By extension, the energy consumption for electricity, transportation, cooking, and heating is much higher in urban areas than in rural villages. For example, urban populations have many more cars than rural populations per capita.

The urbanization of the world's populations will increase aggregate energy use. And the increased consumption of energy is likely to affect the environment.

Urban consumption of energy creates heat islands that can change local weather patterns and weather downwind from the heat islands. The heat island phenomenon is created as cities radiate less heat back into the atmosphere than rural areas, making cities warmer than rural areas. These heat islands trap atmospheric pollutants. Cloudiness and fog occur more often. Precipitation is 5 percent to 10 percent higher in cities, and thunderstorms and hailstorms are much more frequent.

Urbanization also affects environments beyond the city. Regions downwind from large industrial complexes see increases in the amount of precipitation, air pollution, and the number of days with thunderstorms. Urban areas also affect water runoff patterns. Not only do urban areas generate more rain, they reduce the infiltration of water and lower the water tables. This means that runoff occurs more quickly with greater peak flows. Flood volumes increase, as do floods and water pollution downstream.

Many of the effects of urban areas on the environment are not necessarily linear. Bigger cities do not always lead to more environmental problems and small urban areas can cause large problems.

Density is potentially beneficial. With world population growing by about 82 million a year, demographic concentration makes sustainability more likely. Global urban expansion takes less land than land lost every year to agriculture, forestry, and grazing, or to erosion and salinization.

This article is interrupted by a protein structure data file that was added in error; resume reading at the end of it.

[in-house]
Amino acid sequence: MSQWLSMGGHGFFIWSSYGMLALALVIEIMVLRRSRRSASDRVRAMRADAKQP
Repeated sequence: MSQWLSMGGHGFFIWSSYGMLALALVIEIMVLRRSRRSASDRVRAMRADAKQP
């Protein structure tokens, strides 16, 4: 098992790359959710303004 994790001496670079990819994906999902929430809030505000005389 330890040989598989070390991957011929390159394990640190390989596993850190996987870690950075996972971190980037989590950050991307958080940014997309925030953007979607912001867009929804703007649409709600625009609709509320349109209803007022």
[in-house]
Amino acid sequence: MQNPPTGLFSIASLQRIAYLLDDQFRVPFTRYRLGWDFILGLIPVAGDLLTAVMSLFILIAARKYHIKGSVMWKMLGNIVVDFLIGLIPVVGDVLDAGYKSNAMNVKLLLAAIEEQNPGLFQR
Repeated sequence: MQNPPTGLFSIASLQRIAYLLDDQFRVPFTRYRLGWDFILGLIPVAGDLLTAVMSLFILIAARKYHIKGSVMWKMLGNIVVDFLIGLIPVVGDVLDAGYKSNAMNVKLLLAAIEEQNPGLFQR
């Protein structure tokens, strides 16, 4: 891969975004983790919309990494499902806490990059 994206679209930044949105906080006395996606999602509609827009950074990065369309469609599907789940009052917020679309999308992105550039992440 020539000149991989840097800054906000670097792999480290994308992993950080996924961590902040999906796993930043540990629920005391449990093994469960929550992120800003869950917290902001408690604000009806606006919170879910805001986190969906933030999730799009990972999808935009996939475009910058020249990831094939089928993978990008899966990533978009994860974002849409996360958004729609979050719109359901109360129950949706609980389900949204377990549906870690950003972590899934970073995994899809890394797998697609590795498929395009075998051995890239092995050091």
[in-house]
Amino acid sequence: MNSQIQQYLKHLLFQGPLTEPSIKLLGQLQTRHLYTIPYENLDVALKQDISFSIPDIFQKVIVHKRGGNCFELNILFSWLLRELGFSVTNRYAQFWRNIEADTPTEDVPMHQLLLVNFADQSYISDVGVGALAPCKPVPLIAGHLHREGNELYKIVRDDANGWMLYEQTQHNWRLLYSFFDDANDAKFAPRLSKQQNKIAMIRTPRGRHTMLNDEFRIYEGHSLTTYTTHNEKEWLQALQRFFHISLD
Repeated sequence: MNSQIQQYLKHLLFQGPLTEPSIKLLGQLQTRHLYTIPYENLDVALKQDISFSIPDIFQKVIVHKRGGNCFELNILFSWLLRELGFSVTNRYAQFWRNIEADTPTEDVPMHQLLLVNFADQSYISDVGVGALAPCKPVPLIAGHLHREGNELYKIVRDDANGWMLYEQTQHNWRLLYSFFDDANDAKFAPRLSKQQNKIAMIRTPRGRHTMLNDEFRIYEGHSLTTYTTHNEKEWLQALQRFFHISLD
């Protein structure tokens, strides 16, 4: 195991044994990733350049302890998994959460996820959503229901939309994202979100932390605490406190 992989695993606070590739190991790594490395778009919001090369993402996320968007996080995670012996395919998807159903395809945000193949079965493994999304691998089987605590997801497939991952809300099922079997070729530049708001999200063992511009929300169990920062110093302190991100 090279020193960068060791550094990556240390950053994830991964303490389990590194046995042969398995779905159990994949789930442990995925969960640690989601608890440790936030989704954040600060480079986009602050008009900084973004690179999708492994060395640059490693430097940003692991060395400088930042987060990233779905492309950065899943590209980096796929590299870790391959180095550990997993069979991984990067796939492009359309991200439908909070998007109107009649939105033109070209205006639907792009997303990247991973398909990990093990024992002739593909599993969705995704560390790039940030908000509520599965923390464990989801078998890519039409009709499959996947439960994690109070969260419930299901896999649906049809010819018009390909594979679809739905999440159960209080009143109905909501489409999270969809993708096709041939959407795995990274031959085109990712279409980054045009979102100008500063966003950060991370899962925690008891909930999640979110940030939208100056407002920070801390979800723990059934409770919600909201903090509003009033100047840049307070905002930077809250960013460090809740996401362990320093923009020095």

Case In Point.

How do you define urban? It depends. Definitions differ from one country or area to the next. For Peru, populated centers of 100 or more dwellings are considered urban. In contrast, it takes a lot more for an area to be designated a city in Japan, where cities must be home to 50,000 or more inhabitants with 60 percent or more of the houses located in the main built-up areas and 60 percent or more of the population (including their dependents) engaged in manufacturing, trade, or other urban kinds of business.

In Mongolia, the capital and district centers are the cities. In South Africa, places where some form of local authority exists count as cities.

In other places, urban is defined by available services. By 1970, Panama's urban areas included localities of 1,500 or more inhabitants, and had such urban characteristics as streets, water supply systems, sewage systems, and electricity.

Sometimes what helps distinguish urban from rural areas is the nature of the population, particularly the extent to which it is nonagricultural. In Botswana, an agglomeration of 5,000 or more inhabitants where 75 percent of the economic activity is nonagricultural is classified as urban.


Sources

Carl Haub, 2007 World Population Data Sheet (Washington, DC: Population Reference Bureau, 2007).

George Martine, The State of World Population 2007: Unleashing the Potential of Urban Growth (New York: United Nations, 2007).

Office of the Registrar General, India; “Census of India 2001: Table S00-017: Distribution of Households by Availability of Bathroom, Type of Latrine Within the House and Type of Drainage Connectivity for Waste Water Outlet,” accessed online at www.censusindia.net, on July 6, 2007.

Barbara Boyle Torrey, “Urbanization: An Environmental Force to Be Reckoned With,” accessed online at www.prb.org, on June 26, 2007.

United Nations, World Urbanization Prospects: The 2005 Revision (New York: United Nations, 2006).

United Nations, 2003 Demographic Yearbook (New York: United Nations, 2006).